Evidently prepared to jump ahead of NJ Governor Phil Murphy (D), NY Governor Kathy Hochul (D - New York’s replacement for infamous former state Chief Executive Andrew Cuomo), reportedly is prepared to include in her upcoming budget a ban on the use of oil or natural gas to heat new buildings.
Now, as Reuters reports, New York’s Hochul is ready to engage in a great leap past Murphy, proposing in her budget what she foreshadowed in her January “State of the State” address, when she said she wanted to see:
…zero on-site greenhouse gas emissions for new construction no later than 2027.
Of course, one mustn’t get the wrong impression from her January statement. Hochul wasn’t implying that she would enter the construction market as a private participant and make all her projects “zero on-site” for “greenhouse gas emissions,” allowing buyers to choose or avoid her offerings. Heck, she didn’t even define what she considers to be “greenhouse gas emissions” or how solid her evidence is to prove such an assumptive statement. She used – and continues to use -- euphemisms and government power to restrict the kinds of actual energy-generating sources other people can choose.
Something about that seems inherently violent and bullying.
Reuters continues, never questioning the underlying assumptions:
A decision by the state would follow similar gas bans in New York City in December and dozens of smaller U.S. cities in recent years as they seek to shift from fossil fuels to cleaner forms of energy.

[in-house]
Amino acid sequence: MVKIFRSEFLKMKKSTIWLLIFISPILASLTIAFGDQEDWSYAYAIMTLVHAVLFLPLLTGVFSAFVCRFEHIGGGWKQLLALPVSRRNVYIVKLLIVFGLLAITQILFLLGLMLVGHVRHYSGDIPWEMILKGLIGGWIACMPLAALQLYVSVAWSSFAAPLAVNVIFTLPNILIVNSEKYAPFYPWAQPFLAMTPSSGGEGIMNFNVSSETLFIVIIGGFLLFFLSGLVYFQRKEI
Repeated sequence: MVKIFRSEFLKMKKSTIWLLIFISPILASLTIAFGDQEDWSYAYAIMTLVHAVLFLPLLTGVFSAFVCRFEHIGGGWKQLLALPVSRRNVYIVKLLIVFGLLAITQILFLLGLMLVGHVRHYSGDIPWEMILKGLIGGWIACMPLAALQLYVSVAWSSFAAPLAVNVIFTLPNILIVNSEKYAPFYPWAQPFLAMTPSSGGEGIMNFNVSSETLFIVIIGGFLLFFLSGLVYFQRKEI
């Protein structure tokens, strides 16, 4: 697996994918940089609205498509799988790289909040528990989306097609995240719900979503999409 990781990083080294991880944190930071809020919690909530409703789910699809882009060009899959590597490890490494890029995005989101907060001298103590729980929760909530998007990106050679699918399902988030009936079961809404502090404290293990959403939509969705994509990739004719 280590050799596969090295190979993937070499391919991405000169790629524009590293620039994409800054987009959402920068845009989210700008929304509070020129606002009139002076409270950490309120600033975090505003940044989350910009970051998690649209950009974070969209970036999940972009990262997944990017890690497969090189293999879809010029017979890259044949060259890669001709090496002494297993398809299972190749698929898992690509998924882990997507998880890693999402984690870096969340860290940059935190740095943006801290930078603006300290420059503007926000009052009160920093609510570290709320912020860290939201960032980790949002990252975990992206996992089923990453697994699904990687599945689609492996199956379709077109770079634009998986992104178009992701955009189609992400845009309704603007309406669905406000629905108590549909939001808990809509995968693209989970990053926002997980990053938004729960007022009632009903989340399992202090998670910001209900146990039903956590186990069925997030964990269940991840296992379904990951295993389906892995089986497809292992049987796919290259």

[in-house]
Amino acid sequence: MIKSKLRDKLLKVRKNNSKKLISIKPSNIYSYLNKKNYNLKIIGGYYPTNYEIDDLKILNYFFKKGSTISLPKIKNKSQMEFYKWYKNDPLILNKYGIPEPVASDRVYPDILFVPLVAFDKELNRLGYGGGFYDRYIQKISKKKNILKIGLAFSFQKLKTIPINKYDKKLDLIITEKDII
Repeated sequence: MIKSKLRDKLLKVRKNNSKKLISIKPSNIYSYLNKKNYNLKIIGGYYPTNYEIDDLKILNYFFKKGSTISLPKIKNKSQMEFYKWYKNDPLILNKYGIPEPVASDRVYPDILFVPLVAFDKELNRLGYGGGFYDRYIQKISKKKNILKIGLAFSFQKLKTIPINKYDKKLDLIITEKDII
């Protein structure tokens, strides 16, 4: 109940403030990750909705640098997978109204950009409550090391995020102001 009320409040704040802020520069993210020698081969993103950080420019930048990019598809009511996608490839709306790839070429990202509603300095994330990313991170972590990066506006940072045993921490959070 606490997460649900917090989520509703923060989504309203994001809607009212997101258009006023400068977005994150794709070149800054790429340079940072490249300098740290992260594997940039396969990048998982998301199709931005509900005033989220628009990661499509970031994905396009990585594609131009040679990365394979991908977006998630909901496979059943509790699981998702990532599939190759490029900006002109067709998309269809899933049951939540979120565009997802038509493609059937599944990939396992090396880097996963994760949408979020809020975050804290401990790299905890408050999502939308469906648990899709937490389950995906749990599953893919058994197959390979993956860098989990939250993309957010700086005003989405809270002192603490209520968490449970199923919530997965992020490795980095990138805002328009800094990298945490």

How is Reuters calculating that?
Do they mean electric power driving electric heat at homes?
If that’s the case, then shall Reuters dig into the sources for that power?
The biggest sources in the US are the burning of coal and natural gas, both of which release carbon dioxide (is that output the focus of their “greenhouse gas emissions” claim?) and would not, strictly speaking, fall into their glorious fantasy of “cleaner forms” of energy – especially since natural gas is one of the very energy sources Hochul cites as climate-dangerous (even though it has not been proven as such, at all).
And the slick rhetorical tactic of implying that a “shift away from fossil fuels” is either cleaner or even a shift away from fossil fuels is utterly erroneous.
As Hawaii has shown, and as I wrote in May, last year, the state government’s attempt to “shift from fossil fuels” to all electric has been a disaster, creating a new need for employment of “fossil fuels” in order to maintain the superficial image of “clean” electric power.
There’s darkness coming for the beautiful island paradise of Hawaii.
Managing Editor at the Foundation for Economic Education (FEE.org) Jon Miltimore reports that Hawaii Governor David Ige’s (D) bureaucracy is ready to shut down the state’s final coal-driven electric power plant, and replace it with a humongous battery that residents now are discovering will be fueled by… Oil.
Then there are wind farms…
As I wrote in 2019:
(T)he Associated Press has noted that windfarms kill 573,000 birds each year. And, as shocking as it might seem, they also burst bat lungs. The turbines themselves require vast amounts of carbon-using energy to construct, including concrete, steel, and fiberglass blades that, in total, weigh between 800 and 900 tons – per turbine. All of this requires energy, to mine the ore, transport the raw materials, make, and transport and build on site. And the sites require vast access roads that destroy wildlife habitats, not to mention the bizarre health effects people cite when living near the infrasound created by mills, and the energy-intensive process of re-blading and refurbishing needed every 20 years.